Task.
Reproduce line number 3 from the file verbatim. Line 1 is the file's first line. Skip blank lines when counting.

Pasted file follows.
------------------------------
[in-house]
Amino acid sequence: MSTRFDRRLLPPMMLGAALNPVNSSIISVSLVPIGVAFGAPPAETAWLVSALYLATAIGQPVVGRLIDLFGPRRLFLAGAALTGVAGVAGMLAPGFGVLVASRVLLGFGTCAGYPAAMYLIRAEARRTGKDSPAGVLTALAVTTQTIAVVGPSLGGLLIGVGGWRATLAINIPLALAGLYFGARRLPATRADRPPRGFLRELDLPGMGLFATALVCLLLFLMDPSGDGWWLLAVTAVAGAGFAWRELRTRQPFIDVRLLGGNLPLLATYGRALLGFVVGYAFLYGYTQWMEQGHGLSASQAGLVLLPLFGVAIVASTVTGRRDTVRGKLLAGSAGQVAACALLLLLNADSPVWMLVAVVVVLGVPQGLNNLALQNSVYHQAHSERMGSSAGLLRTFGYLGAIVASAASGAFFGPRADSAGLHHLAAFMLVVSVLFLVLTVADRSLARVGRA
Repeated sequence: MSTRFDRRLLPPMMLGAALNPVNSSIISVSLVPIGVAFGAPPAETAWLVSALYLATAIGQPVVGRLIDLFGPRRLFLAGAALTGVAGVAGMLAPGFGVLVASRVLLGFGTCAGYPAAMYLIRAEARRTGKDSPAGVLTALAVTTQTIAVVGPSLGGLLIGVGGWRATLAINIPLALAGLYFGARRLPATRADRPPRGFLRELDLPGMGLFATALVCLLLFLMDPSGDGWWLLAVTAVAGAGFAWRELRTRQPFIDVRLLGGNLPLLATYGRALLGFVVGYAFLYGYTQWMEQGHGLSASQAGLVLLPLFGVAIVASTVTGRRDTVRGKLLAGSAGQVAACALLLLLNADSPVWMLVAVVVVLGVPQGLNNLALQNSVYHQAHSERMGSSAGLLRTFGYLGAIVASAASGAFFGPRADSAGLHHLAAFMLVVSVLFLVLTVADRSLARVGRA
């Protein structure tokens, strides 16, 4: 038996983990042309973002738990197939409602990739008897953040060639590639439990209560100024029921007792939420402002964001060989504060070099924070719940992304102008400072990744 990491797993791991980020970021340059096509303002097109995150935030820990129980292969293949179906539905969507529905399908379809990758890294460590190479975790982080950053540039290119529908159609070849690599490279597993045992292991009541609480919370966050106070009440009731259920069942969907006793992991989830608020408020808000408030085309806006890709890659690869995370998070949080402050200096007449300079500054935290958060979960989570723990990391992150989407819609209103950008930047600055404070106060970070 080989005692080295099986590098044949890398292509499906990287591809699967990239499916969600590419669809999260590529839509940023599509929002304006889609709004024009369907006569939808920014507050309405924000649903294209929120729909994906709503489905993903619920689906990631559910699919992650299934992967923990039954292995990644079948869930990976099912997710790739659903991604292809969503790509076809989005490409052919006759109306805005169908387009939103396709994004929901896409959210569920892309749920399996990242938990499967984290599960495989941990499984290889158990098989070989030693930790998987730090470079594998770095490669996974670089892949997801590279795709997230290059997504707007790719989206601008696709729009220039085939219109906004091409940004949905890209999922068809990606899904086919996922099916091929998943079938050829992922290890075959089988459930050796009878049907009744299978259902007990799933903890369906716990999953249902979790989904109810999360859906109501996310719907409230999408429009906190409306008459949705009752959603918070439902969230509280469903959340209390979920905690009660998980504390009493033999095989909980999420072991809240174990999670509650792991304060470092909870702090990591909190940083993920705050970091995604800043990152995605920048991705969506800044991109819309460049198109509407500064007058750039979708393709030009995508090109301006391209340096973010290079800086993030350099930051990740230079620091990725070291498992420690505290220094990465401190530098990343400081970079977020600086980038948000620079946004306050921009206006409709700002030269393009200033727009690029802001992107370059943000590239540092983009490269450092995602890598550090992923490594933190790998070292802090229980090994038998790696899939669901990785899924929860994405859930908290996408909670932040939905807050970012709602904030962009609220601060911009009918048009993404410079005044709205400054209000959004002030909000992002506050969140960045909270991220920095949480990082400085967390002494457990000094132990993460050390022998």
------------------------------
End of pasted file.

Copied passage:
Repeated sequence: MSTRFDRRLLPPMMLGAALNPVNSSIISVSLVPIGVAFGAPPAETAWLVSALYLATAIGQPVVGRLIDLFGPRRLFLAGAALTGVAGVAGMLAPGFGVLVASRVLLGFGTCAGYPAAMYLIRAEARRTGKDSPAGVLTALAVTTQTIAVVGPSLGGLLIGVGGWRATLAINIPLALAGLYFGARRLPATRADRPPRGFLRELDLPGMGLFATALVCLLLFLMDPSGDGWWLLAVTAVAGAGFAWRELRTRQPFIDVRLLGGNLPLLATYGRALLGFVVGYAFLYGYTQWMEQGHGLSASQAGLVLLPLFGVAIVASTVTGRRDTVRGKLLAGSAGQVAACALLLLLNADSPVWMLVAVVVVLGVPQGLNNLALQNSVYHQAHSERMGSSAGLLRTFGYLGAIVASAASGAFFGPRADSAGLHHLAAFMLVVSVLFLVLTVADRSLARVGRA